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Screening helps in early detection of vascular disease
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Six years of study data, shows previous risk factors predict arterial problems

CHICAGO (July 27, 2007) — Vascular disease frequently shows no symptoms until it is at such an advanced stage that it is difficult or impossible to treat. Narrowing of the carotid or lower extremity arteries and enlargement of the main artery in the abdomen (abdominal aorta) are some examples of this disease. 

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Non-invasive ultrasound testing has been used to quickly and accurately detect these vascular problems, and have become popular tools for early diagnosis and to increase public awareness about these problems.

Most screenings programs involve multiple locations on a single date and do not explore the local community impact of screening,said Jon A. Hupp, MD, The Vascular Institute at Anne Arundel Medical Center, Annapolis, Md.

Dr. Hupp and a team of researchers evaluated the economic and community impact of the Dare to C.A.R.E (DTC) program: a large, single center, continuous vascular screening and education program in Annapolis. Over 12,000 people were tested between mid 2000 and 2006.  Details of the program were published in the August 2007 issue of the Journal of Vascular Surgery.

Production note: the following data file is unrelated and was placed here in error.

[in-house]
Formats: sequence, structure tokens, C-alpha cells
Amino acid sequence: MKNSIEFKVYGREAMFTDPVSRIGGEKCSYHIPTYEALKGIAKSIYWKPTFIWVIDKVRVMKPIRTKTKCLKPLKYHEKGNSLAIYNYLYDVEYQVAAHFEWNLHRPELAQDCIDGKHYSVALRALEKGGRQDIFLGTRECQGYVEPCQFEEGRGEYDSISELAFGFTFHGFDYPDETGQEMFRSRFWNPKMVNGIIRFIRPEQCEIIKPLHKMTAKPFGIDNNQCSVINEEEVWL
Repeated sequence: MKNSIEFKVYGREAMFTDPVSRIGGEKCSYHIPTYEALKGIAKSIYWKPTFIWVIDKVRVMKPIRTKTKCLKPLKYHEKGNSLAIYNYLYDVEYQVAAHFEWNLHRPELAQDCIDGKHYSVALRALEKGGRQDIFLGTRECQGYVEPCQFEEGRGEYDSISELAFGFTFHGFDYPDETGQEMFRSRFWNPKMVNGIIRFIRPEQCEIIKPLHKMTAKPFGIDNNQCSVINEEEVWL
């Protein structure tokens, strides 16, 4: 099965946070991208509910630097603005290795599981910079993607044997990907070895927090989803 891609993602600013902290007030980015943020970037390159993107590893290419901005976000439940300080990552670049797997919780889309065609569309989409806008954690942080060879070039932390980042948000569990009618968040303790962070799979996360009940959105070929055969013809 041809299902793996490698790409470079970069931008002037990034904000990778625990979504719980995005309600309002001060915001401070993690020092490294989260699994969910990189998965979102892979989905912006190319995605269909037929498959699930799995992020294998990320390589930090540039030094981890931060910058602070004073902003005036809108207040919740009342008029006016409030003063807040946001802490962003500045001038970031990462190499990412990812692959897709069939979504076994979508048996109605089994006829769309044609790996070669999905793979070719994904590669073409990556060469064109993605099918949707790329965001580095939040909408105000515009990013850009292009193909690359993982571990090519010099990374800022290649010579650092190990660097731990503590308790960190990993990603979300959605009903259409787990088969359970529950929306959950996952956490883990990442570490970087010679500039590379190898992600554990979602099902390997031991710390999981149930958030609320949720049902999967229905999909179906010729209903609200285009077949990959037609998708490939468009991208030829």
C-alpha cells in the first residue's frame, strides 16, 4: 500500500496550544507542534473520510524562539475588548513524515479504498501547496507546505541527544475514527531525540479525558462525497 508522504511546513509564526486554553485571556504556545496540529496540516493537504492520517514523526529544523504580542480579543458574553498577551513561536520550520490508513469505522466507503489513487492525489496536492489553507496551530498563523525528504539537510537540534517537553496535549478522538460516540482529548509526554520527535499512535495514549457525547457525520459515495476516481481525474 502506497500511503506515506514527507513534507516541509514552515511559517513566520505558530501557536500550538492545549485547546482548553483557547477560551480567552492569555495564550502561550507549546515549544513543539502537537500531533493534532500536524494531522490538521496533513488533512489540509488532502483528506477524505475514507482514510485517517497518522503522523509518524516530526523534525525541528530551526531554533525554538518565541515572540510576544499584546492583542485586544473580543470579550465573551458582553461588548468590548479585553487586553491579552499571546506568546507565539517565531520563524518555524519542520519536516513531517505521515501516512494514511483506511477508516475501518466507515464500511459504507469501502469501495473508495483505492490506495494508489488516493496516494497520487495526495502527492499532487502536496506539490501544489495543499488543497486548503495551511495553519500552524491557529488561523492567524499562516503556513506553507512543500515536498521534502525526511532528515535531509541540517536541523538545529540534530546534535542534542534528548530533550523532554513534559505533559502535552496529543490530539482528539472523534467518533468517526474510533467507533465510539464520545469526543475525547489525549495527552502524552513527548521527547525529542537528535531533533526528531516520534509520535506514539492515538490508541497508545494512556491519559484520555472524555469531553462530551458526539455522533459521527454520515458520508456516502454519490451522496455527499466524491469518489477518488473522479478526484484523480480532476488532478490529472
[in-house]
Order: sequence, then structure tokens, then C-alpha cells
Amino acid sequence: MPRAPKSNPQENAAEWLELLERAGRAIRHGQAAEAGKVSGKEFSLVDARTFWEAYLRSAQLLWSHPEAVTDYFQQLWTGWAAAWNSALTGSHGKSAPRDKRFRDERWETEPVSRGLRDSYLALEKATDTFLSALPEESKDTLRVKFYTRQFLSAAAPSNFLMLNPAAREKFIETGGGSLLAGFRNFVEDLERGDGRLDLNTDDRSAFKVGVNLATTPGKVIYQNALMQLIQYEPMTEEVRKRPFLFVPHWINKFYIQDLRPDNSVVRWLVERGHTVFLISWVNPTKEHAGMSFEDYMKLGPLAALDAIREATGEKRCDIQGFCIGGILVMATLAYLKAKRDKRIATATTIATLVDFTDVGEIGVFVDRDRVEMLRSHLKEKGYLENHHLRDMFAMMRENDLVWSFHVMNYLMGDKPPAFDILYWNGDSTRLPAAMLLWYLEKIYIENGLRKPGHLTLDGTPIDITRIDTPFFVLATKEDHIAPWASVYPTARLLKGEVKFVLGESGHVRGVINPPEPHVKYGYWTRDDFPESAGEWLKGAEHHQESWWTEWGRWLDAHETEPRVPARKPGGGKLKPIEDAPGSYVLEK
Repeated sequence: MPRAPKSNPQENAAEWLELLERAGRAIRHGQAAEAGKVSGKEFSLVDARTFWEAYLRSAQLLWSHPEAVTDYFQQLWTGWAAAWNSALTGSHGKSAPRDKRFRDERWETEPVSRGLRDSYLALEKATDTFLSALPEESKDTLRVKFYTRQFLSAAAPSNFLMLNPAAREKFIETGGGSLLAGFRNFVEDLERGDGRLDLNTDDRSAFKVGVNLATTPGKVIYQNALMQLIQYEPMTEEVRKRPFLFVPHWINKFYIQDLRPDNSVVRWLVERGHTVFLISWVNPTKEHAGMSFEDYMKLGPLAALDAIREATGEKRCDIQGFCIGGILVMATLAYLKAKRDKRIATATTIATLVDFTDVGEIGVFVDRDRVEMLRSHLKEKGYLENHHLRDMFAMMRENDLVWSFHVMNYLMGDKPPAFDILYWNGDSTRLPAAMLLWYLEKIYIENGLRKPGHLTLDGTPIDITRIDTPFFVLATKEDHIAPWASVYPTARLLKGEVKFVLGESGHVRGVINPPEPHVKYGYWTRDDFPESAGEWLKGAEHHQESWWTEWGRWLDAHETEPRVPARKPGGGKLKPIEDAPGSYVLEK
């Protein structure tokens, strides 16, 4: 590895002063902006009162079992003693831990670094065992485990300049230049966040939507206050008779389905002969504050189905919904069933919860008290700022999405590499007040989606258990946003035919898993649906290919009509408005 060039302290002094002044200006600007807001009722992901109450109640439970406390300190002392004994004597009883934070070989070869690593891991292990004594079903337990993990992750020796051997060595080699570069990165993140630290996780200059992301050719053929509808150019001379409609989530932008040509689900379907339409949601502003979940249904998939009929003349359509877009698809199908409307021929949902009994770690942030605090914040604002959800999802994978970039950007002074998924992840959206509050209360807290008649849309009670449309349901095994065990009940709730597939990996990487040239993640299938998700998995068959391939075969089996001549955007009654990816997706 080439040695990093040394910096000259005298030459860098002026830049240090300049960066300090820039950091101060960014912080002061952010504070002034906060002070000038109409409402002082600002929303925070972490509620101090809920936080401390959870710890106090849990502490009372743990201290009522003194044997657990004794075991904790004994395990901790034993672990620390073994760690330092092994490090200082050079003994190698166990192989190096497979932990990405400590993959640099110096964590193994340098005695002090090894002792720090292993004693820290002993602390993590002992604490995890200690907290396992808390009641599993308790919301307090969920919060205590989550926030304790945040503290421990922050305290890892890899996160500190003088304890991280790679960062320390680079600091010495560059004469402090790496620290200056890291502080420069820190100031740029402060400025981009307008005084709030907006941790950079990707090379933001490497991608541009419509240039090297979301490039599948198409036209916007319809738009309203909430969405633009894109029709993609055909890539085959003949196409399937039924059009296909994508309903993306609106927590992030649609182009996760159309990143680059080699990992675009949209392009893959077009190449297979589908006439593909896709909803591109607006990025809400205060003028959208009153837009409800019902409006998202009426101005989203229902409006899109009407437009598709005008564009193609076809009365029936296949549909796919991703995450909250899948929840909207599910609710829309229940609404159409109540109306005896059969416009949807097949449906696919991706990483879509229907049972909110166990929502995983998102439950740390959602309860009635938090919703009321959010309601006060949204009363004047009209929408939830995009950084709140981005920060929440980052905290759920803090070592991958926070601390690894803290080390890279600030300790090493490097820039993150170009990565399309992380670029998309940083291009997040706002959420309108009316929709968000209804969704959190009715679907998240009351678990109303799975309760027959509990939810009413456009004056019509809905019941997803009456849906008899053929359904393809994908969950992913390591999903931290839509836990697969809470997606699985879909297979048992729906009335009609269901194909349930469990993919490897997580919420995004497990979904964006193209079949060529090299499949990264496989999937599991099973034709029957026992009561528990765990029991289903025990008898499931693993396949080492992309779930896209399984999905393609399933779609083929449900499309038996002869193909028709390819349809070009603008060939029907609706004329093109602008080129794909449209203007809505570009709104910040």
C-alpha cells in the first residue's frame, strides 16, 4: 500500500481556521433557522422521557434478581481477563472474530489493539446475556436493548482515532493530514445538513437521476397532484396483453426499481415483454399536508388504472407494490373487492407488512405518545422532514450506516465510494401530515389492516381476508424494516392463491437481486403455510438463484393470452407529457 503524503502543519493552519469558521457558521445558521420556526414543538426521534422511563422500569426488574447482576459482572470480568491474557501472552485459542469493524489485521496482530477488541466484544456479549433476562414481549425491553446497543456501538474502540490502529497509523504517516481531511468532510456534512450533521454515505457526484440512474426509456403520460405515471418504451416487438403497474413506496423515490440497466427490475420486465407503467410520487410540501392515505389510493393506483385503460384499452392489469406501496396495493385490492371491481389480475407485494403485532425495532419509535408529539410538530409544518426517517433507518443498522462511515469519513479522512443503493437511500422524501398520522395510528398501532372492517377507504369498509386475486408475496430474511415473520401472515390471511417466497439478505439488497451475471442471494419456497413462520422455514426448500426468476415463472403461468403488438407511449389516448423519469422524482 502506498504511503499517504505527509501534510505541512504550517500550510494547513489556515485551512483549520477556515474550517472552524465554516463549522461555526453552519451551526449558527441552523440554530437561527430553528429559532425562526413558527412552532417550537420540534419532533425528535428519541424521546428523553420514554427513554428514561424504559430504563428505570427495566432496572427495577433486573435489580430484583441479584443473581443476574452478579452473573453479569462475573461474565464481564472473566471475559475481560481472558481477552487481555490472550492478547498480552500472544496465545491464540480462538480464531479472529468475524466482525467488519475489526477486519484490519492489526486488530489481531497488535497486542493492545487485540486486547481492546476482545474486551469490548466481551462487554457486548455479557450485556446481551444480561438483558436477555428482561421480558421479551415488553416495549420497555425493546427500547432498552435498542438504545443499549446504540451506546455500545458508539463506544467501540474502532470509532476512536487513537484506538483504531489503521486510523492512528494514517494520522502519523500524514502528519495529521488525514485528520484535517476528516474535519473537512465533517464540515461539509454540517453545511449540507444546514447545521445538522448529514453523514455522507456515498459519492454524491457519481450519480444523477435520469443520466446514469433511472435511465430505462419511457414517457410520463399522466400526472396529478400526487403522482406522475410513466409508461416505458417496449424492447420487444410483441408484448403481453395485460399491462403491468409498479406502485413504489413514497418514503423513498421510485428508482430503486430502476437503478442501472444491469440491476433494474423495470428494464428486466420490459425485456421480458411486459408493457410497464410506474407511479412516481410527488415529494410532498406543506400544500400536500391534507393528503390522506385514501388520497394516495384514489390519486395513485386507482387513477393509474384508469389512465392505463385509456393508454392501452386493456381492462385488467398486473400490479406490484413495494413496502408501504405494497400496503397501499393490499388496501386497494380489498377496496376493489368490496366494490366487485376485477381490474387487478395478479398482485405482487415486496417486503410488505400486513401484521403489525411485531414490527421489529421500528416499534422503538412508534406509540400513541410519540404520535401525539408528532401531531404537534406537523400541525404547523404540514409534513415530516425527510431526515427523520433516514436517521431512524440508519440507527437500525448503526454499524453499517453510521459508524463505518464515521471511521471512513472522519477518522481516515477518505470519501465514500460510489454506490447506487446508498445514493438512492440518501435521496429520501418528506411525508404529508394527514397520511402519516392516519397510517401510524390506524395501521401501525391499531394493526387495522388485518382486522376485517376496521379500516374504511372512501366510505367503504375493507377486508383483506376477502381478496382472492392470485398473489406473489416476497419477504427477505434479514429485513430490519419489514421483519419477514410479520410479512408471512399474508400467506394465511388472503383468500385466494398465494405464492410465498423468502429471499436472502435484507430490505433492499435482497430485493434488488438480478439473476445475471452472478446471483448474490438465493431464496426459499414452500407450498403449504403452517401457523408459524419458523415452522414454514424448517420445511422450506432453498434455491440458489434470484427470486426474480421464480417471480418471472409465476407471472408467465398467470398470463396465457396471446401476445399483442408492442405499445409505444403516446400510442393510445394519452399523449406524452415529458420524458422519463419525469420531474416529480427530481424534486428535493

The program is free and anyone over 60 years of age and people over 50 with vascular risk factors, such as smoking, high blood pressure, elevated cholesterol and diabetes were encouraged to attend,said Dr. Hupp. 
Participants ranged from 40 to 95 years of age (median 65 years). They attended two hours of lectures and then underwent vascular screening that included completing a risk factor questionnaire, blood pressure testing, carotid duplex ultrasound, abdominal aortic ultrasound, and foot pulse and pressure determination.

Researchers noted that almost half of the participants showed some degree of vascular disease; those with advanced age and risk factors were more likely to have more significant disease. Diabetes alone doubled the prevalence of disease in all age groups.   Many study participants had risk factors including: past smokers, 51.3 percent; current smokers, 7.3 percent; diabetes, 10.6 percent; hypertension, 46.7 percent; high cholesterol, 49.4 percent; and prior myocardial infarction, 11.9 percent.

The most severe level of disease, requiring intervention or very close monitoring, was found in 2.2 percent of participants. More moderate disease, requiring close monitoring and maximal risk reduction, was found in 6.9 percent of individuals. More than 340 hospital vascular cases were identified in DTC patients in the first five years of the program. This program is a unique, ongoing, vascular screening program which detects silent vascular problems, but also educates and promotes risk reduction in patients with all stages of vascular disease,said Dr. Hupp.  

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